If you believe that you or someone you know may be suffering from depression or have suicidal thoughts, you can learn more by clicking on the links below.
Mind Your Head is your link to help and a happier life. A qualified counsellor can talk to you about issues you may be experiencing and help you implement strategies to be happy and healthy again.
You can find a qualified Counsellor in your vicinity here: Counsellor Search
If you are experiencing overwhelming feelings of grief, pain, loss, anxiety or having thoughts of ending your life, please call the Lifeline Crisis Line immediately.
Lifeline Crisis Support
13 11 14
If you ticked “yes” for any of the above symptoms, either for yourself or someone you know, it is important not to ignore them. Early detection can help in many ways:
The chief risk factors of Alzheimers have been identified as age, family history, and heredity. Most of the people who have Alzheimers are 65 or older, and the likelihood of developing Alzheimers doubles every five years after 65. After age 85, the risk is around 50 percent. Also, if you have a family member, such as a parent, sibling, or child with the disease, you are more likely to develop it. If you have both parents with the disease, the risk increases. In terms of the genetics, scientists have identified both “risk” genes (which increase the risk of developing Alzheimers, but don’t guarantee it will happen) and “deterministic” genes (which directly cause the disease).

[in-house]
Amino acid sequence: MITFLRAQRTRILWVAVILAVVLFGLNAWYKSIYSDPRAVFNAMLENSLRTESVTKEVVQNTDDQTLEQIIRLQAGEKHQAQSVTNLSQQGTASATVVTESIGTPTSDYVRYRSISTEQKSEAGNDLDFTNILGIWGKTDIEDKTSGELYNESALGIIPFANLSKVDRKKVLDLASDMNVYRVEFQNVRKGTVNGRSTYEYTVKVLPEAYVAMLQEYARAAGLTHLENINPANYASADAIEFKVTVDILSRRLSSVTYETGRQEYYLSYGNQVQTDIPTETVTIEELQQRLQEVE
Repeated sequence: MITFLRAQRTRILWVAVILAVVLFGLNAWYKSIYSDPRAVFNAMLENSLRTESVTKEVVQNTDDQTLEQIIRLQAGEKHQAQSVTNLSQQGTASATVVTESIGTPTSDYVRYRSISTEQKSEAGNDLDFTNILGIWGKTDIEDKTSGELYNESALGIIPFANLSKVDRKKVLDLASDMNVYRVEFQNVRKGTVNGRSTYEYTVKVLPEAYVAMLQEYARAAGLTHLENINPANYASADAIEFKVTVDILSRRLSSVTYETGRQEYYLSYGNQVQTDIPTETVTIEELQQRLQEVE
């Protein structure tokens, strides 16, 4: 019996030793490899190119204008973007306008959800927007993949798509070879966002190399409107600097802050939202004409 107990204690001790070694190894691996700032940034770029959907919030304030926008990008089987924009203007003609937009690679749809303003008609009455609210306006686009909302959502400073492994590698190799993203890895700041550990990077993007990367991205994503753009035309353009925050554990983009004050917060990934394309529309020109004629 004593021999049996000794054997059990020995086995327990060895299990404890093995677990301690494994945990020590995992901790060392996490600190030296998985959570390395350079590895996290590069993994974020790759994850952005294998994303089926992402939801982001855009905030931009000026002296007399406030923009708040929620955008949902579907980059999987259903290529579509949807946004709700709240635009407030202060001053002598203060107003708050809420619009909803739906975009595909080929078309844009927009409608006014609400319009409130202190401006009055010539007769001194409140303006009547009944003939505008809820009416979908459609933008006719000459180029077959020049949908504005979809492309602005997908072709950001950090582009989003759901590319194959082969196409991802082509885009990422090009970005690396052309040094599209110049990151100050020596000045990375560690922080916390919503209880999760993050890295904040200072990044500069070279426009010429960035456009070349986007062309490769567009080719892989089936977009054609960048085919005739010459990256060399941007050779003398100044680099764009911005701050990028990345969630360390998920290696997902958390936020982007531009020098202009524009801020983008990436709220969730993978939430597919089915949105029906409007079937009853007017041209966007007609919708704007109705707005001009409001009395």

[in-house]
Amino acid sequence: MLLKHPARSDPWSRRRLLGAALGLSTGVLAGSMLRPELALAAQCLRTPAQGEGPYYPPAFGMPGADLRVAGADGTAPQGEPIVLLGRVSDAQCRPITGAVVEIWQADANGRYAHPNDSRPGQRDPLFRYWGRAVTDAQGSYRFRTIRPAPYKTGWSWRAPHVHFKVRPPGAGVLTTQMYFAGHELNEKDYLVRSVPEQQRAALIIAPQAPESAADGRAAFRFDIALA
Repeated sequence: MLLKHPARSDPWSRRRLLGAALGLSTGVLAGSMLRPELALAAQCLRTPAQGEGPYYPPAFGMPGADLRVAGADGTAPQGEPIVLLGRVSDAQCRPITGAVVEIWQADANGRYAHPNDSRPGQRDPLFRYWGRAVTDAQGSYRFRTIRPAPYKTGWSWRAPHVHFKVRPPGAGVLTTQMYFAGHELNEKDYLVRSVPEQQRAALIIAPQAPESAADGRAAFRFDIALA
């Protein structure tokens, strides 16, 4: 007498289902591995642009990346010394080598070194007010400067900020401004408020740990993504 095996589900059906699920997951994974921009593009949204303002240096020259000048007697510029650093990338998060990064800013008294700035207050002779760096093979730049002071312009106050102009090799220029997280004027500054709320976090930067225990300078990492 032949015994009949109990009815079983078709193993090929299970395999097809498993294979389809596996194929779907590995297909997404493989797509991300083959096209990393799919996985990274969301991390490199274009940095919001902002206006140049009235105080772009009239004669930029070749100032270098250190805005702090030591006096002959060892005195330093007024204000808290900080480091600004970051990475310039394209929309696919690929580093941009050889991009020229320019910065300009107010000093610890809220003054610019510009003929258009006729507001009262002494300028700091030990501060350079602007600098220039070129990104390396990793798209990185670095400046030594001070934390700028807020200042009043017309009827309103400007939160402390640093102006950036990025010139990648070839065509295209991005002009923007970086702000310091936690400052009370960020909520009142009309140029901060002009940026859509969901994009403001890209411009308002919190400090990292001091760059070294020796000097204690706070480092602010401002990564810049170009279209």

Of course, we cannot change our age, family history, or genetic makeup, but there are risk factors that we can influence toward brain health. These include protecting our heads from trauma and keeping the brain healthy by going for good heart health (for example: by avoiding high blood pressure, high cholesterol, stroke, and diabetes). Finally, by employing strategies for general healthy ageing, science tells us we may keep our brain as well as body fit, even gaining some protection against Alzheimers. These strategies revolve around keeping weight within recommended guidelines, avoiding tobacco and excess alcohol, staying socially connected, and exercising both body and mind (Alz.org, 2013).
Mind Your Head is an initiative of the Australian Counselling Association, a national professional association for qualified Counsellors.